Apple fans drool over Liquidmetal widget
Amazing material put to mundane use
It should come as no surprise that Apple fanboys are moistened by their favourite vendor's use of novel materials, and you can understand that excitement when a device uses a clever new compound in its construction.
But it's downright scary when the discovery that a tiny, often overlooked iPhone accessory is formed from a fancy alloy prompts so many blog posts and fansite write-ups after being revealed by Cult of Mac.
Yes, ladies and gentlemen, the iPhone's SIM ejector tool is made of something called Liquidmetal.
For those of you who aren't metallurgists, Liquidmetal is a California Institute of Technology-developed alloy that's strong, light, and highly resistant to wear and corrosion.
We mean no disrepect to Liquidmetal's inventors or the team the commercialises this tougher-than-titanium substance, but what sort of arse gets excited by the fact that Apple has used this substance to make a widget uses to ping out a phone's SIM tray?
Apparently, the Liquidmetal SIM ejector tool only shipped with US-bound iPhone 3G handests - 'lesser' European and Asian buyers got steel tools instead. No doubt they're feeling extremely hard done by - or would be if their ejectors popped out the SIM trays any less efficiently than the Liquidmetal one does.
The steel ejector that came with this reporter's UK-sourced iPhone 4 certainly does the job well enough, and we defy anyone outside the Reality Distortion Field to prove that Liquidmetal - as good as it may be for other applications - makes for a superior SIM ejection experience.
Apple might well have chosen the SIM ejector tool as a testbed to sample Liquidmetal's resilience in real world usage, and that's fair enough. But does it really warrant so many awestruck column inches?
Of course, what's really interesting here is that Apple has paid Liquidmetal Technologies, the company formed to licence the alloy, at least $11m for the exclusive right to use the material in consumer electronics kit. ®
"But does it really warrant so many awestruck column inches?"
The Reg certainly seems to think it does.
Advantages of LiquidMetal
Apple now takes a huge block of aluminum and machines away 90% of it to make a body for the MacBook Pro or the Mac Mini. Of course, the waste metal is recycled but the machining takes time and energy. Using the ‘LiquidMetal’ alloys will allow the same parts to be cast in bulk like so many plastic spoons. However, Apple probably won't do this for large components as the alloy is much denser than aluminum, adding to the total weight.
Aluminum dents easily. The LiquidMetal alloys are very “springy” – not only harder to deform but less likely to leave a permanent dent.
The alloys themselves are not that expensive in small quantities – just the licensing, and Apple has already paid for that. The metal is easy to cast at a relatively low temperature and unlike other cast metals (Aluminum, Magnesium, Zinc, & other “white metal” alloys) the finished casting is very strong and very hard. Because the alloy is made of atoms of widely dissimilar sizes, a crystal structure cannot form as the metal cools. It ends up as an amorphous soild like glass. Without a crystal lattice there are no weak points to easily fail or to propagate cracks.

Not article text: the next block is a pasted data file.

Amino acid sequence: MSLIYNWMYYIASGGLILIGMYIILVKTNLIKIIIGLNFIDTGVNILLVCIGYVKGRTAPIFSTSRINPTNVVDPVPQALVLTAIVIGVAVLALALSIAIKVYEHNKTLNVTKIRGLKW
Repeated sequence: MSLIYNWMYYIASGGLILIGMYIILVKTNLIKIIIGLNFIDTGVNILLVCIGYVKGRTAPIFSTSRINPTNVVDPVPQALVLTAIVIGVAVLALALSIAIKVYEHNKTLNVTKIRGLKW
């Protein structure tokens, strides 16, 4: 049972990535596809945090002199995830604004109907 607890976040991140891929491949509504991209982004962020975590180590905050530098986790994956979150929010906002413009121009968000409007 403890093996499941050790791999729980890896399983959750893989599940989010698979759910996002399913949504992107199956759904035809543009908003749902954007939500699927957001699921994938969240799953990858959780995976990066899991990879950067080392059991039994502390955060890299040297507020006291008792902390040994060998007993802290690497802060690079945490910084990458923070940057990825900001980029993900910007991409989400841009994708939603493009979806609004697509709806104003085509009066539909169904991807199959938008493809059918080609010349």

Apple also has a patent for parts (casings, mostly) made of ceramics which are not only very hard and durable but totally transparent to radio frequency waves (RF) allowing signals to go through the case.
The best of both worlds is to have a part made of a lightweight porous closed-cell ceramic and then to fill the spaces with a LiquidMetal alloy (think of a brick soaking up molten aluminum and then cooling.) This metal-reinforced ceramic would be literally bulletproof. Tiny parts could be press-formed from a ceramic paste, fired, and then filled with the alloy giving lightweight but immensely strong parts that were also corrosion resistant – think hinges, handles, buttons, antennas, cases, &c.
Liquid Metal Jacket
I accidentally dropped my iPhone SIM key into the fire. I carefully retrieved it but noticed that it was strangely cool. Then, quite suddenly, some fiery lettering appeared in a font I'd not seen before. It was an inscription written in the old MacSpeech of Cupertino. It roughly translates as:
1Phone to fool them all
1Phone to find them
1Phone to ring them all
and in the contract bind them
In the land of Macdor where the execs lie.
the biggest non story of the year..
A fucking sim remover warrants THIS...
Having a giraffe...
Bet the fanbois are all nursing a semi as we speak.
I thought his post...
was a damn sight more interesting than the original article. And that your reaction was amazingly over the top.